Lydia’s memory certainly lives on in her writing, her humor, the essential projects she helped found, and all the countless ways she has touched so many generations of activists and revolutionaries.

All my best to you, Eric, and everyone who has struggled with Lydia’s condition. Be well!

oh, Mike! Words definitely fail me at times like these. Just know I’m thinking of you, and remembering better times with Lydia, when she made me feel at home and welcome in Woods Hole, and showed me how fierce women live their lives. I can’t really imagine what a century long relationship looks and feels like, but it’s clear from your written words that you knew and loved Lydia in a way that few people ever experience.

So, I’m sending love to you remotely.

I hope today is a peaceful day.

My deepest sympathies on Lydia’s passing.
I sit here with tears in my eyes because although I did not know her personally as you did, I feel her loss as a person singularly and selflessly dedicated to the benefit of humankind.

A continuation of her work is the fitting tribute.

I’m so very sad to hear. My condolences to you, Michael. Lydia was all you say. She was just a solid person. I will recall all our all too brief conversations fondly. I don’t know what else to say. I understand your hurt dealing with dementia in a relative. I’ve experienced it myself. Strength and best wishes to you for your loss.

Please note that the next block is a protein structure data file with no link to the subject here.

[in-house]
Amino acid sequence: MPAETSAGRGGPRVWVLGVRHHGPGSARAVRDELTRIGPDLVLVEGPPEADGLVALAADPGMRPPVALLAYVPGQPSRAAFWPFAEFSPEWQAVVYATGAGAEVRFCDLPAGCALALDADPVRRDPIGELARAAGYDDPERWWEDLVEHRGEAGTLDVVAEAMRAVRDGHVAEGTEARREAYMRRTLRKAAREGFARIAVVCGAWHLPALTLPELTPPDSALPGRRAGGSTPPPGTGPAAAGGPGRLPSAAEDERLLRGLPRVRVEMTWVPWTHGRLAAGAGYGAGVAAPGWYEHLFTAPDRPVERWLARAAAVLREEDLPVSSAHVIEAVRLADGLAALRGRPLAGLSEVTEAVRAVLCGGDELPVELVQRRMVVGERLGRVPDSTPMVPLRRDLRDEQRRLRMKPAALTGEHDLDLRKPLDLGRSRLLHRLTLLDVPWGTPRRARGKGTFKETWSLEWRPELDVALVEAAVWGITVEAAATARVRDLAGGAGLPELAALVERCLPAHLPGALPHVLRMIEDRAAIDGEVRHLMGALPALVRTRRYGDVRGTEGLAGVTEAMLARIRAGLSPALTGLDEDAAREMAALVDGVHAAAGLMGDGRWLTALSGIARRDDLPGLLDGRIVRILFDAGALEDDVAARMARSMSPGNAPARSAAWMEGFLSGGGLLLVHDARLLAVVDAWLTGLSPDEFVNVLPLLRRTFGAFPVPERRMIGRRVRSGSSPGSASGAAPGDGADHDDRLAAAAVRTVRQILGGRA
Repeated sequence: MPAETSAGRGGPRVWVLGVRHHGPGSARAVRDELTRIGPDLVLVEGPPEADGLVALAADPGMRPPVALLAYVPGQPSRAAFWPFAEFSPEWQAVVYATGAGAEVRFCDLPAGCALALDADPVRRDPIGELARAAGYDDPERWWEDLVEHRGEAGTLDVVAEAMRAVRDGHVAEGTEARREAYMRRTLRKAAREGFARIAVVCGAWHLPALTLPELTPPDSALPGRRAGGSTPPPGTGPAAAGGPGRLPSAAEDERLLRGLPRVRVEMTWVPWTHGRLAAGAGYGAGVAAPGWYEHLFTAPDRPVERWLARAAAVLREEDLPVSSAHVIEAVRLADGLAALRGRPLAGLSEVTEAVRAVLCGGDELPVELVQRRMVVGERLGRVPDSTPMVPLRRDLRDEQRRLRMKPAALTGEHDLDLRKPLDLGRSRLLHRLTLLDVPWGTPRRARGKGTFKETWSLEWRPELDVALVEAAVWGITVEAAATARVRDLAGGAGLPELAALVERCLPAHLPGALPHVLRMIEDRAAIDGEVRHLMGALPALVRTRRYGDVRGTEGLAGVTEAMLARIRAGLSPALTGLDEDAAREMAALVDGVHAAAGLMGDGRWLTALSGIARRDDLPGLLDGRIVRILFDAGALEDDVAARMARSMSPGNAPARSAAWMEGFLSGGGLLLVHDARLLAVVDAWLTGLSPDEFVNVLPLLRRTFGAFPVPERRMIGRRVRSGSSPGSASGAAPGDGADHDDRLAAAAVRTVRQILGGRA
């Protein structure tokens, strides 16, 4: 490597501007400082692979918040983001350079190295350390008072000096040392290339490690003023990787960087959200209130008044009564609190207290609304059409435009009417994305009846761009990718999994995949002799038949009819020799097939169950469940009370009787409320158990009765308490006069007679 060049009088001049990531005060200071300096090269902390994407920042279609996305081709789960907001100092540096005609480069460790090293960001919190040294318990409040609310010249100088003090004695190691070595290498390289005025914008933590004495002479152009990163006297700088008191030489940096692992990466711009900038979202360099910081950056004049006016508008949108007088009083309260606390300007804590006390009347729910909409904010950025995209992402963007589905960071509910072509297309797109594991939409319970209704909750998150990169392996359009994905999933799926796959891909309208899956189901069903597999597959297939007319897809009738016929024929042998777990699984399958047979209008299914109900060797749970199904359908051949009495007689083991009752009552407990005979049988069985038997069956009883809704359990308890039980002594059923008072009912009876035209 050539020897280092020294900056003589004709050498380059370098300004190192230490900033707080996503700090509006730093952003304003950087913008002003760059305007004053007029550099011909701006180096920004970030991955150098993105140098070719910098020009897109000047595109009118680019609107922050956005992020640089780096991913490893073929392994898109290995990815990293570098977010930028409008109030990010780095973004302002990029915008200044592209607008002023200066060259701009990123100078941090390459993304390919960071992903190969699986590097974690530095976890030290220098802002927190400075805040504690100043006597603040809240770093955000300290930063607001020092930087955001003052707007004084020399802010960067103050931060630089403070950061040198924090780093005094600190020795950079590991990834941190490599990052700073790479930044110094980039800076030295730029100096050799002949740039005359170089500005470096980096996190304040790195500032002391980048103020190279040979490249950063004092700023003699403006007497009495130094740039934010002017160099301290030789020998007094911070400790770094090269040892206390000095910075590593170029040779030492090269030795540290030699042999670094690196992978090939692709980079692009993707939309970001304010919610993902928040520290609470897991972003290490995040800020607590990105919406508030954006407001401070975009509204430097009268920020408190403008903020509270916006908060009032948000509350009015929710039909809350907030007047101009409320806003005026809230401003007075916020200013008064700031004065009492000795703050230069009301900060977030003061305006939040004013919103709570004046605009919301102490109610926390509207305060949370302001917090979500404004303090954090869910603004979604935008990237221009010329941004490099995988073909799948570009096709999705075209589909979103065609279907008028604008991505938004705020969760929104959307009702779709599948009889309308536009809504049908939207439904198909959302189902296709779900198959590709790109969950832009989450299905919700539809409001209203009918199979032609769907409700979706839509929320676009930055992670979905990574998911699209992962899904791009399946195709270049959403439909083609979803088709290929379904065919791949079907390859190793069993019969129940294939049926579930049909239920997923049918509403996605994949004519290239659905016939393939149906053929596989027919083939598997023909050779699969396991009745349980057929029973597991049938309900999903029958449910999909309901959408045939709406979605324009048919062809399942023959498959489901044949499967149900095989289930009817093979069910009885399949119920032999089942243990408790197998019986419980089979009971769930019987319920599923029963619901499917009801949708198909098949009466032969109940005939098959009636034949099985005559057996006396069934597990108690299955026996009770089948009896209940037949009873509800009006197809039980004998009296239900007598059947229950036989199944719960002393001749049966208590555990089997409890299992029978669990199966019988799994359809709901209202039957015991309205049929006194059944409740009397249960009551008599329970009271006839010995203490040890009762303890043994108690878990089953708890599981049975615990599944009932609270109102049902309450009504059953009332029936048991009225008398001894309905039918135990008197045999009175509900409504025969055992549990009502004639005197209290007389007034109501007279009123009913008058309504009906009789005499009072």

When I read your last email, I thought something like this might have happened. Then I read your tribute to her.

I’m so sorry. That she lived such a good life after such a shitty start is a tribute to her, to those she loved and those she included in her life. She did well.

A loss like this can only hurt. Grieve, brother, grieve—all that hurt needs to come out

Very sad news. Never met Lydia but through your words learned she was not only your life companion but a real pillar of many of your missions dedicated to achieve fair, egalitarian, sound, prosperous and happy society. Will we get there? Don´t know!